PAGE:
In our September issue, Steve Dulcich began answering Lawren Minor's question of what he should know about basic engine rebuilds. In the first installment, Steve covered basic block machining and preparation, proper reconditioning of cylinder heads, how to choose the right crankshaft, and basic rod and piston configurations. In this, the second installment, Steve covers proper piston-ring selection, camshafts, quench, and engine balancing.

Two things to consider when choosing a set of rings are size and type. Size is simple; they have to fit the bore and the pistons. Type refers to material and coatings. Cast-iron is the entry-level ring-the kind you get in a cheap remanned engine or a discount rebuild kit. Plain cast-iron rings were used in most stock Mopar engines, and like the stockers, they usually wear out the bore in 100,000 miles. Moly rings are the type favored by engine builders and OEM manufacturers today. The moly face of the ring conforms better to the cylinder bore and retains a wick of oil, which helps bore life considerably.

Moly isn't a ring material itself, but it is applied to the ring in a receiver groove or coated over the full face of the ring. Better moly rings are based on a ductile-iron ring body, which is superior to the standard-iron ring material, particularly in extreme applications.

Chrome-faced rings are as the name implies-chromed on the face, giving the ring a hard wear surface. Chrome rings were once quite popular, but slow break-in on the chrome and advancements in moly-ring technology have made chrome the less desirable choice.

Rings can be acquired in standard-fit or file-fit sizes. They have an open end, and when installed, there is a gap. This gap is open to compression leakage, and in a high-performance engine, minimizing the running gap of the ring pays off measurably in power. Pregapped or standard-fit rings have somewhat more than ideal endgap, but usually drop into a specified bore size without additional work. File-fit rings are made a few thousandths-inch larger in diameter and are filed on their ends to provide the exact endgap the engine builder is after. File-fit rings add to the work of putting an engine together, but there is some power to be had.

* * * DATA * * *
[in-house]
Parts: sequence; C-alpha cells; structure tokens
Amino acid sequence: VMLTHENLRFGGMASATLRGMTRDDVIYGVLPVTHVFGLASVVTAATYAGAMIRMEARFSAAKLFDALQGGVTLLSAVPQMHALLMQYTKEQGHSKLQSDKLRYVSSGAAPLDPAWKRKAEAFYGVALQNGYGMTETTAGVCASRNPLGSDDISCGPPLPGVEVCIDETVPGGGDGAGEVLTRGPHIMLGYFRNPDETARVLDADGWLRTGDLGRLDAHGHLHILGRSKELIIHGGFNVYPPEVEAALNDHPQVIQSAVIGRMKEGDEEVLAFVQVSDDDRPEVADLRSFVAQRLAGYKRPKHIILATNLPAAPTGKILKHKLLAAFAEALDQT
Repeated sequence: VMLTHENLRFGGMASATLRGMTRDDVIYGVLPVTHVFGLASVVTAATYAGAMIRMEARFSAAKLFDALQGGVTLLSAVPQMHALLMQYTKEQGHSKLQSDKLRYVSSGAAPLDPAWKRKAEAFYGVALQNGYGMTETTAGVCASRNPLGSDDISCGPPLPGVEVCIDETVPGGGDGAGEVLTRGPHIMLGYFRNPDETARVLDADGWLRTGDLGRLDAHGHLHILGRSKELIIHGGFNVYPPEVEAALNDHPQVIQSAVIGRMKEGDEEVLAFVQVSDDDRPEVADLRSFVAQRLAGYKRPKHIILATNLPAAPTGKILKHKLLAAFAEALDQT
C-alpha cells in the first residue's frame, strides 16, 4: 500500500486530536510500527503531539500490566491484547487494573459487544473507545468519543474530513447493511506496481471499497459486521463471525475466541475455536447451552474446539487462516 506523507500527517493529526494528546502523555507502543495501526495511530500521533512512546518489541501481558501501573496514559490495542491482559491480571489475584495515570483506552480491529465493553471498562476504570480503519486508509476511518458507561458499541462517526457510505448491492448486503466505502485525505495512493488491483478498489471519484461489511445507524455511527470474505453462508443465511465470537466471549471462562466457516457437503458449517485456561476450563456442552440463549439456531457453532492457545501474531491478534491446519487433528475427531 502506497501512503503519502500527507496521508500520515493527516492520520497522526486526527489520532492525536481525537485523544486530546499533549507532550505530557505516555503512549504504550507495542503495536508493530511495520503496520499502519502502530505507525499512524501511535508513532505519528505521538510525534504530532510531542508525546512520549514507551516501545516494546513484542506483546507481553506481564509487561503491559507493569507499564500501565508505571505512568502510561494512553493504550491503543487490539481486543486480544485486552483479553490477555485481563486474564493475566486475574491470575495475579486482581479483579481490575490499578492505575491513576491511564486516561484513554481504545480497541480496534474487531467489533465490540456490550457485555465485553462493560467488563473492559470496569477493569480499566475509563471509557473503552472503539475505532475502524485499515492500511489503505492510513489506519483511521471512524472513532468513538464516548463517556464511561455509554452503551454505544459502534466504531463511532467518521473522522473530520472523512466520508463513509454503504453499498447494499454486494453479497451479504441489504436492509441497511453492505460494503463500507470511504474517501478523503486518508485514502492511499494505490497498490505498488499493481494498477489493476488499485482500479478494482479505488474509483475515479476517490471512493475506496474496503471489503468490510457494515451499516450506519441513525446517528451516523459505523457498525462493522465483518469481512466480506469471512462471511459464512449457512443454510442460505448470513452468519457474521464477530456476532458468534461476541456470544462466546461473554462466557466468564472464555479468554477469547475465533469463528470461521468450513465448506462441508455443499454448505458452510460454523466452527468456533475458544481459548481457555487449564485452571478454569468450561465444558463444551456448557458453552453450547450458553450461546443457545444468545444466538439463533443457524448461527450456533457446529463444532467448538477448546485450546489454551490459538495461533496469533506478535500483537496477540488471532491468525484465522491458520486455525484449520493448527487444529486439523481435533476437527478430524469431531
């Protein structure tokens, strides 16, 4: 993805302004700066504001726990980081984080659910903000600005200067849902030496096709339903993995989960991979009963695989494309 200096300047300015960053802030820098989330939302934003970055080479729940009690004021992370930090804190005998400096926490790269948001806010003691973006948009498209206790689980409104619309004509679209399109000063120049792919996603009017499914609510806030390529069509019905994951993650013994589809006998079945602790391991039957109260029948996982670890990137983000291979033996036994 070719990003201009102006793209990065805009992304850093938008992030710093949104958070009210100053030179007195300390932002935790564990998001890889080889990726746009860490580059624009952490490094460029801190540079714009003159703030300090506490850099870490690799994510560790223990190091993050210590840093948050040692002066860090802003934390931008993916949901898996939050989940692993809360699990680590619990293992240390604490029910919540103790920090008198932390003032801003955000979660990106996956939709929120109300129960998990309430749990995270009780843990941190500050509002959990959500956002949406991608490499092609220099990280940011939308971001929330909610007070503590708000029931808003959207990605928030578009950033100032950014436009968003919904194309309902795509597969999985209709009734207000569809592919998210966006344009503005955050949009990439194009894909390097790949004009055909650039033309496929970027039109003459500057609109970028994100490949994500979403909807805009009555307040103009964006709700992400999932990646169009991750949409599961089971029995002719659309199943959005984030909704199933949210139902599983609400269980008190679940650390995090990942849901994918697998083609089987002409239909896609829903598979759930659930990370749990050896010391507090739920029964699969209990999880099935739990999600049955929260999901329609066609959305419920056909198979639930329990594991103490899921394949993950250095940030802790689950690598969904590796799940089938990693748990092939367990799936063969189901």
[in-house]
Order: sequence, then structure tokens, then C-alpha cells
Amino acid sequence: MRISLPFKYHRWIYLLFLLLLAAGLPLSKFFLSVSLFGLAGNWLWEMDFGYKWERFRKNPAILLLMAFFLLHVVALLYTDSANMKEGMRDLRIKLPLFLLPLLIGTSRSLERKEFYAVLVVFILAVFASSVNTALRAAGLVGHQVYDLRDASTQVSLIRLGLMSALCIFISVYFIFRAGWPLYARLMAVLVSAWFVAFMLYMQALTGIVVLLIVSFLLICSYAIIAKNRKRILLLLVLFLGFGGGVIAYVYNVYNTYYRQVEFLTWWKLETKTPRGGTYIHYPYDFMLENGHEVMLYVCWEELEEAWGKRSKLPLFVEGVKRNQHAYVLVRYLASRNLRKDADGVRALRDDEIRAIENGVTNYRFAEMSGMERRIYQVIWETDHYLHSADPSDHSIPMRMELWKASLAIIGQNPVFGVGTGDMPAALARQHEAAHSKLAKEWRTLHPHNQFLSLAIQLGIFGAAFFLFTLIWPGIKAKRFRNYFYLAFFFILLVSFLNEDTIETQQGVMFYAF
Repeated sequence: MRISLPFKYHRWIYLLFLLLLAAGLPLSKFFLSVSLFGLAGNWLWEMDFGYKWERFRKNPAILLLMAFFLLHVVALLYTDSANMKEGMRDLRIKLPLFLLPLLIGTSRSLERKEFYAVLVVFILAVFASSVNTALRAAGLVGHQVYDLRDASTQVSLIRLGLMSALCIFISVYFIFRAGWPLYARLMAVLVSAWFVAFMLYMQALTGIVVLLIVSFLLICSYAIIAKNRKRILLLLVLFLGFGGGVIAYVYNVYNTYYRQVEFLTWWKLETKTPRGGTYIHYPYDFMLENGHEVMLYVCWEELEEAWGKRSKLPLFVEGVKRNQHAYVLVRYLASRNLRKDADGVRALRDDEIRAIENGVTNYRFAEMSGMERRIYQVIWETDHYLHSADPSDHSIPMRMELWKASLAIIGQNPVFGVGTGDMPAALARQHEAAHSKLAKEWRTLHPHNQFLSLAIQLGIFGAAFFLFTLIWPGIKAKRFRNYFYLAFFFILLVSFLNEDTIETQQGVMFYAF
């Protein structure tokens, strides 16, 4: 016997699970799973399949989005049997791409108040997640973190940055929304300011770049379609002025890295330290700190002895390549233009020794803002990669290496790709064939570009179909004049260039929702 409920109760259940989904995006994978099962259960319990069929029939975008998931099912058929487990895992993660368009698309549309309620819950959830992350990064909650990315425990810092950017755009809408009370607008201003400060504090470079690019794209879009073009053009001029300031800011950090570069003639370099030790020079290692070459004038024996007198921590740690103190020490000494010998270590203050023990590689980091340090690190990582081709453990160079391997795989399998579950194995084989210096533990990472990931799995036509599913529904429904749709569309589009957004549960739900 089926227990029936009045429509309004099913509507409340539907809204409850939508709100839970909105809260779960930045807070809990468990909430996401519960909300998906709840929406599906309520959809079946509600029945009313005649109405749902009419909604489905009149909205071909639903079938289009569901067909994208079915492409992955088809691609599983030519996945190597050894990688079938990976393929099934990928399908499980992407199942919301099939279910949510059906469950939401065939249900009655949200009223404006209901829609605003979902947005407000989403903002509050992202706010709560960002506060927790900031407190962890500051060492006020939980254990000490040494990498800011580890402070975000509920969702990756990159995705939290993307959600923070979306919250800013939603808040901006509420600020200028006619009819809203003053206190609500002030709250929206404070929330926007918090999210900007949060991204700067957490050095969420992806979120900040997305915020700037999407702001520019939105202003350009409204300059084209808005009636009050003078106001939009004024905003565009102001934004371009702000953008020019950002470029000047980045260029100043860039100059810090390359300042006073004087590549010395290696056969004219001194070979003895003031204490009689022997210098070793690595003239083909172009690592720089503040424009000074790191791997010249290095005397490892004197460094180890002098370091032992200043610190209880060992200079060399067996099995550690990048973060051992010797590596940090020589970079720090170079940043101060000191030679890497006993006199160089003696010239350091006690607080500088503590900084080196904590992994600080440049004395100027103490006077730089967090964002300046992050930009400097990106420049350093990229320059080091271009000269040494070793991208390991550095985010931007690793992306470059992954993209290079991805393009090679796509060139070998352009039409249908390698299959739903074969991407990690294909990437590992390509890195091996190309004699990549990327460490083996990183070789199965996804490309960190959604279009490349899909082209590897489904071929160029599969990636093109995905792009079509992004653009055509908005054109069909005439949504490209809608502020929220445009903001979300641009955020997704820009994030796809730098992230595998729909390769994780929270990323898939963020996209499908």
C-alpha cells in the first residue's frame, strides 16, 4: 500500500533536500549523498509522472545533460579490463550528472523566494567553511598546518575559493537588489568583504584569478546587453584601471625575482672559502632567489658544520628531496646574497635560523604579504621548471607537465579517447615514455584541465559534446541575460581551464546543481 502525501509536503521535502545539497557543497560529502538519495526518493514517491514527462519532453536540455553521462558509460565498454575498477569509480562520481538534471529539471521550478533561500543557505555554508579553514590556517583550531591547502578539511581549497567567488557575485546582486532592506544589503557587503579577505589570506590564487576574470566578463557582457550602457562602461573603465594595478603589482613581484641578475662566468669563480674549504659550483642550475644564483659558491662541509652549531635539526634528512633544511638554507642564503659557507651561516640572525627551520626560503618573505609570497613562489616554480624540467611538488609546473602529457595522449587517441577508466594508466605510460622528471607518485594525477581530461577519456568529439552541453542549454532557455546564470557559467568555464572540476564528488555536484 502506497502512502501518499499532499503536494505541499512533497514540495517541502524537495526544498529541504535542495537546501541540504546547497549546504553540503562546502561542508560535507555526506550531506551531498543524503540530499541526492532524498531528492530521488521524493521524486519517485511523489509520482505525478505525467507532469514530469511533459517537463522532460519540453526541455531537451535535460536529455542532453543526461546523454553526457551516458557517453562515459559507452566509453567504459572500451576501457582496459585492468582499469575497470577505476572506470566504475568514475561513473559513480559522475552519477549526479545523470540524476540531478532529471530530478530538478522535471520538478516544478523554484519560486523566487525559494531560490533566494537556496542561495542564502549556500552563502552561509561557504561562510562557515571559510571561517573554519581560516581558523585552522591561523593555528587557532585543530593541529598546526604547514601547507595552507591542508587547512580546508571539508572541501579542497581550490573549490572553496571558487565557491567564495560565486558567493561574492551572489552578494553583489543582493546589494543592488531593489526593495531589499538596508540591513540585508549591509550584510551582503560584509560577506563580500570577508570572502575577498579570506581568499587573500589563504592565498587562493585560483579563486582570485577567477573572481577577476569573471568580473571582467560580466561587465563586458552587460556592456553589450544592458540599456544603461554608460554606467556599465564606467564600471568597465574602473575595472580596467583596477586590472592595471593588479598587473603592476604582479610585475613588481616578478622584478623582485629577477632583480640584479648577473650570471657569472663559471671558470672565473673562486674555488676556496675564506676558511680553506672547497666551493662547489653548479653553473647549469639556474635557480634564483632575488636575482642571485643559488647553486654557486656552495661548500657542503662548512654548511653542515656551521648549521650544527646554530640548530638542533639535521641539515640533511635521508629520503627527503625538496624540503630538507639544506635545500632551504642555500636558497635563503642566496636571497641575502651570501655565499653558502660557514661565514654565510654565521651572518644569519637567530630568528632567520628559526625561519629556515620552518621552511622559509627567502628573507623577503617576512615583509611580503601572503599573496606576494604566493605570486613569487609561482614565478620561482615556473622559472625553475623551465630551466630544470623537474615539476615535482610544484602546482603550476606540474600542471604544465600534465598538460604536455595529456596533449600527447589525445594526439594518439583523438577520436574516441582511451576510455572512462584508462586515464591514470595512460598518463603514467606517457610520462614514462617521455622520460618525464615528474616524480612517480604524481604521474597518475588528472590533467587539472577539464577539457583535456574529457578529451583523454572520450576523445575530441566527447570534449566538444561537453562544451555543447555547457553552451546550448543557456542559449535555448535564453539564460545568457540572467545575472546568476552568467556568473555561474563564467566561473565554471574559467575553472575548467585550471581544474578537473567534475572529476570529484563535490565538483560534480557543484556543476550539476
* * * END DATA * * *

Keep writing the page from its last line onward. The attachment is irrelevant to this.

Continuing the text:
Cam Concerns
Camshafts can be sorted by type in two ways: Some camshaft lifters have a roller at the end (roller cam); others have a flat face (flat tappet). Also, some are solid-lifter designs, and others incorporate a hydraulic adjustment mechanism. Factory Mopar cams from the musclecar era were predominantly hydraulic flat tappets, yet a notable number of engines came with solid flat tappets. Hydraulic rollers appeared in Mopar OE engines in 1985, and these days, nearly all newer engine designs use this type of cam and follower. Hydraulic flat tappets are simple to install, require no adjustment once the engine is built, and are quiet in operation. Hydraulic cams get their name from the hydraulic mechanism designed into the lifter. An oil-filled plunger in the lifter body self-adjusts to remove any slack in the valvetrain. Hydraulic rollers share all these features, but the roller follower allows the cam lobe to be designed with a faster-opening profile, and it produces less friction.

Solid cams do not have the hydraulic mechanism in the lifter to remove the clearance from the valvetrain. Instead, a small amount of clearance must be set in the valvetrain to ensure the valves will close as the lifter comes off its lobe. This is valve lash, and it needs to be adjusted periodically to maintain the correct clearance specification. A hydraulic lifter's hydraulic mechanism has an increasingly difficult time maintaining control as rpm rises because the internal plunger can overextend, or, at times, bleed down.